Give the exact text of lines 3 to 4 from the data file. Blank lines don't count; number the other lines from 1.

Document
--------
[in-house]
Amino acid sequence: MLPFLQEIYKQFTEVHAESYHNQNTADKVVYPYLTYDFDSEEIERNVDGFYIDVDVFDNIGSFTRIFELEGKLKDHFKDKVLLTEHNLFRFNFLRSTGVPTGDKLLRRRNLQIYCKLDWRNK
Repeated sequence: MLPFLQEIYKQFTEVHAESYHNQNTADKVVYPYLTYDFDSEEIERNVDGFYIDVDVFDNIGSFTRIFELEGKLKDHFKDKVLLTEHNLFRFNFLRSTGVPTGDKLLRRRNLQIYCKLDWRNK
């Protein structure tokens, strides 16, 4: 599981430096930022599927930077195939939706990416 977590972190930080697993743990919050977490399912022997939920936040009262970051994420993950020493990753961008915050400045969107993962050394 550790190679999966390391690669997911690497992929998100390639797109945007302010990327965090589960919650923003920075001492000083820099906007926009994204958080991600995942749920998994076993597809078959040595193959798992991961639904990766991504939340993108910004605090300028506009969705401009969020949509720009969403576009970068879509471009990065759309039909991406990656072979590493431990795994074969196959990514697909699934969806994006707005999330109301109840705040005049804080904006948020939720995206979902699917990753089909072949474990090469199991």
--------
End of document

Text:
Repeated sequence: MLPFLQEIYKQFTEVHAESYHNQNTADKVVYPYLTYDFDSEEIERNVDGFYIDVDVFDNIGSFTRIFELEGKLKDHFKDKVLLTEHNLFRFNFLRSTGVPTGDKLLRRRNLQIYCKLDWRNK
């Protein structure tokens, strides 16, 4: 599981430096930022599927930077195939939706990416 977590972190930080697993743990919050977490399912022997939920936040009262970051994420993950020493990753961008915050400045969107993962050394 550790190679999966390391690669997911690497992929998100390639797109945007302010990327965090589960919650923003920075001492000083820099906007926009994204958080991600995942749920998994076993597809078959040595193959798992991961639904990766991504939340993108910004605090300028506009969705401009969020949509720009969403576009970068879509471009990065759309039909991406990656072979590493431990795994074969196959990514697909699934969806994006707005999330109301109840705040005049804080904006948020939720995206979902699917990753089909072949474990090469199991």